The Battle for Bajaur
By Imtiaz Gul
Weekly Pulse, Islamabad October 09, 2008
The battle for Bajaur is raging. It is a test case for Pakistan's capability to regain control of the embattled agency, as put by Maj-Gen Tariq Khan, the inspector general of the Frontier Corps.
Almost round the clock curfew in some parts of the administrative headquarters, Khaar, and several suburbs restricts common peoples' movement and thus most of the area presents a deserted look.
Thunder of the heavy machine gun fire from Cobra helicopters greeted us when we reached Tangkhatta, a suburb of the Khaar town; the village on the Khaar-Peshawar road, had served as a vintage for the militants to ambush and hit at the army and government vehicles.
On September 11, the army, which had joined the FC operations a week ago, took the village and a big compound along the road, typical village lay out with small corridors connecting several rooms and front yards; a hen strolled around with her chickens, and over a dozen pigeons were singing to each other, apparently unmindful of the battle that had taken many lives on that fateful day. Yet an uncapped salt jar, open cooking oil bottles, scattered quilts and clothes bore witness to the bloody battle that took place here.
"Miscreants ambushed us thrice on that day," recalled Col Javed Baloch, who had led the battle. Taliban laid the siege around them every time they attempted to retrieve the bodies of soldiers and Maj Asad Akbar. We had to spend the entire night due to the siege as we were caught between the militants all around. Air support through the cobra helicopters eventually forced the Taliban to retreat.
The choppers kept pounding militant positions as we rummaged through the shelled compound, surrounded by maize fields all around. Most of the crop is also gone because of the hostilities that began with the August 6 FC operation. It forced out almost 42,000 families, many of whom had returned with the advent of Ramazan and the announcement of a ceasefire by the militants.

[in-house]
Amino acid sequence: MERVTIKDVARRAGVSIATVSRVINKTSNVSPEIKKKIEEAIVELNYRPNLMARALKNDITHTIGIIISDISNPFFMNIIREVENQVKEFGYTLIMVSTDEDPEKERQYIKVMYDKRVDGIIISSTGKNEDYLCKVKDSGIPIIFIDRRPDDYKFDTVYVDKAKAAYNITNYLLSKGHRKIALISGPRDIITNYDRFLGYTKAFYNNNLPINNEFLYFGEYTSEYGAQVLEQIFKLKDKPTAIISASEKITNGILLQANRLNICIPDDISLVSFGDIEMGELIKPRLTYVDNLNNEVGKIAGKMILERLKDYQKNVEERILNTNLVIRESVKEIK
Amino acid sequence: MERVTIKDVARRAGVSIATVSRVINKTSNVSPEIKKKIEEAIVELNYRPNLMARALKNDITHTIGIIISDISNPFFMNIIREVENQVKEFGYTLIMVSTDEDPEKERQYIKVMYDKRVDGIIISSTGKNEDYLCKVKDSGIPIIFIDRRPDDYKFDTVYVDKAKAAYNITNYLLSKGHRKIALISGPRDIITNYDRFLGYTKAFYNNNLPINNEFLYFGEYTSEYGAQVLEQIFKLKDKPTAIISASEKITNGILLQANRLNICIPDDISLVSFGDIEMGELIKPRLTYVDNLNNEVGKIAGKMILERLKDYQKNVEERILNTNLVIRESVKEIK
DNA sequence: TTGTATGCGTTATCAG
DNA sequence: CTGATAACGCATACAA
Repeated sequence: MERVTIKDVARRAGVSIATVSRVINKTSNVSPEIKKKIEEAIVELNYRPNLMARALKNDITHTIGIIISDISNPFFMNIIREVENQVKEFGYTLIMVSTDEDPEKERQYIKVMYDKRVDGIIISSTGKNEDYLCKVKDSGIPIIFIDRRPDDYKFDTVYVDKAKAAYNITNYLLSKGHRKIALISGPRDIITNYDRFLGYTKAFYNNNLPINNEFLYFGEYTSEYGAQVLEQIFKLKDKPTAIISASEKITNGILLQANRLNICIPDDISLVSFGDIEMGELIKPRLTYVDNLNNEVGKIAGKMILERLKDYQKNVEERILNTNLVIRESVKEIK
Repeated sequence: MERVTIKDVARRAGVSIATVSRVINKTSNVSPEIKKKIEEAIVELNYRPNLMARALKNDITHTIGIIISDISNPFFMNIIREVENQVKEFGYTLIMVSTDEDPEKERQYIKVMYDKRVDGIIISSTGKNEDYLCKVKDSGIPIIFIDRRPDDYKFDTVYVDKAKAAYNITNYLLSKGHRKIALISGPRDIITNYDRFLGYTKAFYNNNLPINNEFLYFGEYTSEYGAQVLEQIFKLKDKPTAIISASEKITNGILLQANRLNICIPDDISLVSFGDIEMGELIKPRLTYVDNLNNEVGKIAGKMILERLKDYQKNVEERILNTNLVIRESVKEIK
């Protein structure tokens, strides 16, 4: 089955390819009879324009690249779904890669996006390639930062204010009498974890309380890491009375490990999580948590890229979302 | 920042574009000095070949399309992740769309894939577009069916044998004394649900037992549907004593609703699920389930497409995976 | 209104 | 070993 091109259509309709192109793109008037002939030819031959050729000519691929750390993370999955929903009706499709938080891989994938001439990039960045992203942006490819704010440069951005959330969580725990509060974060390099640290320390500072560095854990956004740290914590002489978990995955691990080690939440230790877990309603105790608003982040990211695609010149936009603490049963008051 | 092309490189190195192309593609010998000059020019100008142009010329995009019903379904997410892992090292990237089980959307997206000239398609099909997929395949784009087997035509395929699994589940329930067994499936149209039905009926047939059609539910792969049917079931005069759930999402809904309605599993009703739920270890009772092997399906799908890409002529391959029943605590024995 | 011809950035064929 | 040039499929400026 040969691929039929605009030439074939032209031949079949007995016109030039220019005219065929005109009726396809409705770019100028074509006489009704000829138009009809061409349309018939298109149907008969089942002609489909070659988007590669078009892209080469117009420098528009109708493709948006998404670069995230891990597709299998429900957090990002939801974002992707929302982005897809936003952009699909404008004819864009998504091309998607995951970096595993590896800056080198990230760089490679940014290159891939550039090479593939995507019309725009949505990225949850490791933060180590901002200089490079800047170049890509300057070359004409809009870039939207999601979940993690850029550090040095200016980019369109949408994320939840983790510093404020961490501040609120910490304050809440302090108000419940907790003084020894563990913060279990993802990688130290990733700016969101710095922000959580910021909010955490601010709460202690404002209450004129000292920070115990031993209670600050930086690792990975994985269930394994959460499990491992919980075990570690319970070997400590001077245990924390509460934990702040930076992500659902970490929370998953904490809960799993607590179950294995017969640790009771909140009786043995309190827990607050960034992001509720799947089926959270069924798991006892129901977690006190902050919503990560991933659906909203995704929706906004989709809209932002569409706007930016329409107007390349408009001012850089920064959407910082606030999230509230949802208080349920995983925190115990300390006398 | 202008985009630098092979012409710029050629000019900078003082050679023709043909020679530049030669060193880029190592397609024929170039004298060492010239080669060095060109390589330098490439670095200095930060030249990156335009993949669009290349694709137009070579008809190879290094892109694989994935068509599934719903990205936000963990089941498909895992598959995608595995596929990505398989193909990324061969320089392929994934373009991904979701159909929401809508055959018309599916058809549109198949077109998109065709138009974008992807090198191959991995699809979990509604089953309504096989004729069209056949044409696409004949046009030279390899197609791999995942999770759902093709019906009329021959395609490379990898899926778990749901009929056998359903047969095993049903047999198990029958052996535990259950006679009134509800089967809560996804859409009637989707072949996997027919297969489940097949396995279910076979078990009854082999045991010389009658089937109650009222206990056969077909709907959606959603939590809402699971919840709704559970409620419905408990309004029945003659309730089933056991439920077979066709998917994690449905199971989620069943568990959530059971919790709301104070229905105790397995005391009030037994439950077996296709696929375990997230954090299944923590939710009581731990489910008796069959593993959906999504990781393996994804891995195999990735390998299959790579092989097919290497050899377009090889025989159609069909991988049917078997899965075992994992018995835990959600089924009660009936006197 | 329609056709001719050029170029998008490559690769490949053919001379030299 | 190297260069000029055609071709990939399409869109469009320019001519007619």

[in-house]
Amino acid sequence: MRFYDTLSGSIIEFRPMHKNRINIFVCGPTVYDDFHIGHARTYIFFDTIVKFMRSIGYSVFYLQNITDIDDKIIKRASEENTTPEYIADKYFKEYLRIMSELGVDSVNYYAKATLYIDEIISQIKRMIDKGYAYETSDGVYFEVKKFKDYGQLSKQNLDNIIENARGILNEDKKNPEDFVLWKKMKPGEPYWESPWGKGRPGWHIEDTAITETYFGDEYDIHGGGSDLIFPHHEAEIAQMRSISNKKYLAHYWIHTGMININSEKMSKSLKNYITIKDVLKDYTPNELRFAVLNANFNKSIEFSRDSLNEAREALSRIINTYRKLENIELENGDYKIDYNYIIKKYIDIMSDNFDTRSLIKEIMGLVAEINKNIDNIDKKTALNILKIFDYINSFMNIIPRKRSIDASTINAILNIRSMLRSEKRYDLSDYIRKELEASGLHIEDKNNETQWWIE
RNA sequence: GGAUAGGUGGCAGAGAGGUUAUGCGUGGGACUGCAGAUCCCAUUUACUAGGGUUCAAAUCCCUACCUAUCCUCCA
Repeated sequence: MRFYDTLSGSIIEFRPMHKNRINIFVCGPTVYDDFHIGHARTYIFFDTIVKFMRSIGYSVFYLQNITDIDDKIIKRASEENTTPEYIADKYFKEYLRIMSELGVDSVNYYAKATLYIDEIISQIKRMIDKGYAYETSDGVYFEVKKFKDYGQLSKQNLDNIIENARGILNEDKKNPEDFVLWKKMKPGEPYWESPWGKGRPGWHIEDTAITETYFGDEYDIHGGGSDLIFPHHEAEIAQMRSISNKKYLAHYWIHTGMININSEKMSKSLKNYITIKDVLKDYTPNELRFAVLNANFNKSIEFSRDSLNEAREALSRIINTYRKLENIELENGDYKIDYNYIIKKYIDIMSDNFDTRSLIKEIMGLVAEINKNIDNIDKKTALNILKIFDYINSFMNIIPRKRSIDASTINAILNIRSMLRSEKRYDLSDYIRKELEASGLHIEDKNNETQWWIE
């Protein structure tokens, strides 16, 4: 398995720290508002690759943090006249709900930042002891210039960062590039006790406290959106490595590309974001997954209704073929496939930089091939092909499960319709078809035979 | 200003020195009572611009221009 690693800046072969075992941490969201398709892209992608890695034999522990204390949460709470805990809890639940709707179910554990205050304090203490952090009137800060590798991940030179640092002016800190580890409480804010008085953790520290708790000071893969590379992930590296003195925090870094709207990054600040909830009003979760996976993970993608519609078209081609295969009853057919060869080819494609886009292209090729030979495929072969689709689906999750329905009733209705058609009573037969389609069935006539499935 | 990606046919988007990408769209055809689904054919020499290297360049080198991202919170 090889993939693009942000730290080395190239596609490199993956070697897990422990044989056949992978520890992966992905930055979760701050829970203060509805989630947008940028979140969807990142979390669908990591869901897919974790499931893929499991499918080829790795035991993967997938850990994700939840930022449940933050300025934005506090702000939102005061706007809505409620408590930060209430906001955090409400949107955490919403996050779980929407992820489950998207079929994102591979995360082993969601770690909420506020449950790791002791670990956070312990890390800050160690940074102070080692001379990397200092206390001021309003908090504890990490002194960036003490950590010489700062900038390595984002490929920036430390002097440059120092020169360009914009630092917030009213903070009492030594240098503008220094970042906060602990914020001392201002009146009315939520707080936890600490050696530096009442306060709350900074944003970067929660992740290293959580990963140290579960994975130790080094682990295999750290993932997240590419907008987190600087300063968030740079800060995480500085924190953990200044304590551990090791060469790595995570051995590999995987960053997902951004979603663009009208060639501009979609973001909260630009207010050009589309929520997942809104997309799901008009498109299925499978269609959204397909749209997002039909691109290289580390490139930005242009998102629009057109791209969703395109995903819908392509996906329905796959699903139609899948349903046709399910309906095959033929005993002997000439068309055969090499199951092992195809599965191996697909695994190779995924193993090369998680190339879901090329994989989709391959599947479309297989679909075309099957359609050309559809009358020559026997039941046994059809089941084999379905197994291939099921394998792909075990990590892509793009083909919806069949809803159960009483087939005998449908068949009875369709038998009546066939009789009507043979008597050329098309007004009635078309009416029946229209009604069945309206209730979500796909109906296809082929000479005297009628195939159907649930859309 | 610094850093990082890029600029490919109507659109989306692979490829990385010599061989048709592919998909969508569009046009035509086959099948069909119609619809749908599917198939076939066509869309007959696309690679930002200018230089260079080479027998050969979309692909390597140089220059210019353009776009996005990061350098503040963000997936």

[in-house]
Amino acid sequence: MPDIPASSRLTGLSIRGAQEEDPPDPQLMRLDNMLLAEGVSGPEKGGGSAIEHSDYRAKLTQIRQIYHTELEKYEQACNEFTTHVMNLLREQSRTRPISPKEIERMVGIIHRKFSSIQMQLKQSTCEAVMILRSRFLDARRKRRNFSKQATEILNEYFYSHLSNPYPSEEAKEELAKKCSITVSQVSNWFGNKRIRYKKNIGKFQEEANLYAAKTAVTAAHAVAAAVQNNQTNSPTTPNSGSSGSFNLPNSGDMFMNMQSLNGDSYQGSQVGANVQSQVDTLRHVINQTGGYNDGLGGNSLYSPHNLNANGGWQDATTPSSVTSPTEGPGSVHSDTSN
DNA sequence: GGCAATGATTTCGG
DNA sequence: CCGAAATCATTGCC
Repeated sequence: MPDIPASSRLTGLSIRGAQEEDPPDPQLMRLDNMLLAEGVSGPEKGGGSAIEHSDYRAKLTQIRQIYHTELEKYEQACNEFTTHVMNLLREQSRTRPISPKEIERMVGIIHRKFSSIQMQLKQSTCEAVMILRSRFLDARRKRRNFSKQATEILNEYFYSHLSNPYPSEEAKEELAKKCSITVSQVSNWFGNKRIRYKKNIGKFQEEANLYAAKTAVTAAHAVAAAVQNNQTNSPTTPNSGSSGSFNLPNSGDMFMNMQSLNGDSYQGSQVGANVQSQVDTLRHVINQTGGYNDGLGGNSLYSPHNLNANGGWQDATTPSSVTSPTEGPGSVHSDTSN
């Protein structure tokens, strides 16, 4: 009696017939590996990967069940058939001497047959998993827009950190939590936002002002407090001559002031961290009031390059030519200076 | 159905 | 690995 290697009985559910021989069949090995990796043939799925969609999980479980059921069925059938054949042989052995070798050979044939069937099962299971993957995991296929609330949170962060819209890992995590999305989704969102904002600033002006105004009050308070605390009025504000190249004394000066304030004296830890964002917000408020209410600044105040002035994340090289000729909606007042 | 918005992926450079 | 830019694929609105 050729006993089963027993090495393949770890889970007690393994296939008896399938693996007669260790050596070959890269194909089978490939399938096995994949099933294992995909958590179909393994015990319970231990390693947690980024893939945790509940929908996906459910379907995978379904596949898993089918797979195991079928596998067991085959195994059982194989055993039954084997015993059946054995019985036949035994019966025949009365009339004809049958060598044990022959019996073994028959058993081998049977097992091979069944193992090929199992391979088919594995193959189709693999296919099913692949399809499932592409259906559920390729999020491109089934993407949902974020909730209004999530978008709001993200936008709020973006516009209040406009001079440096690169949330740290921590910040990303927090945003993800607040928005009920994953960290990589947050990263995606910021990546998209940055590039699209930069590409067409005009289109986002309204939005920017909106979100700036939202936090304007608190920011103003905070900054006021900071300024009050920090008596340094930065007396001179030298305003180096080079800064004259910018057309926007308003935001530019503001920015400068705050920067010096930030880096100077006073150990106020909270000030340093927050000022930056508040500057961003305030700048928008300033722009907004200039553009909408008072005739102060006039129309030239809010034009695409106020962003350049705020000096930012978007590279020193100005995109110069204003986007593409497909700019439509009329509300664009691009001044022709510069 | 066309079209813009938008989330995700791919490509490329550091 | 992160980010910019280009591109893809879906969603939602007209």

"Most of the families had to flee again because the ceasefire never held," said one Irfan Salarzai, a local shopkeeper. Some tribal elders were also bitter about the loss of innocent civilians. They think the army spared influential Taliban militants by design. The top hierarchy is reportedly sheltering in the hostile and topographically Mamund valley.
But the army's response to such suspicions is quite frank; these militants simply dissolve into local population after striking at targets, Gen Tariq Khan explained. They use residential compounds and markets as their defence mechanism, Gen Khan explained at the headquarters of the Bajaur Scouts, which is part of the FC.
Despite several reversals and heavy losses, militants are using everything they have to hold their ground. Security officials are surprised by the combat tactics and the stiff resistance the battle-hardened fighters are offering.
Military officials interpret this as a proof that Al-Qaeda might be deeply in cahoots with local Taliban, who are frequently using improvised explosive devices, the suicide jackets being the most important and lethal weapon. It is not a rag-tag militia we are pitched against. They are fighting like an organised and well-trained army, using trenches and tunnels for vintage attacks and shelters.
Officials also speak of "reverse infiltration". Intelligence officials claim to have detected close to 200 armed men crossing from Afghanistan's eastern Kunar province into Bajaur, which seems to have attracted militants from other tribal regions, from across the border as well as "perhaps" from Iraq.
Pakistani officials also read and watch news about infiltration from the Pakistani regions into Afghanistan; they can track down all the movement from our side of the Durand Line, said one of the officers. Why can’t they intercept and stop those who return to Waziristan after "attacks inside Afghanistan", or those attempting to cross into Bajaur, he asked.
Officials are also bewildered over the assistance that the Shias in Kurram Agency got from across the border. Intelligence officials say as many as 35 miscreants of foreign origin are in their custody.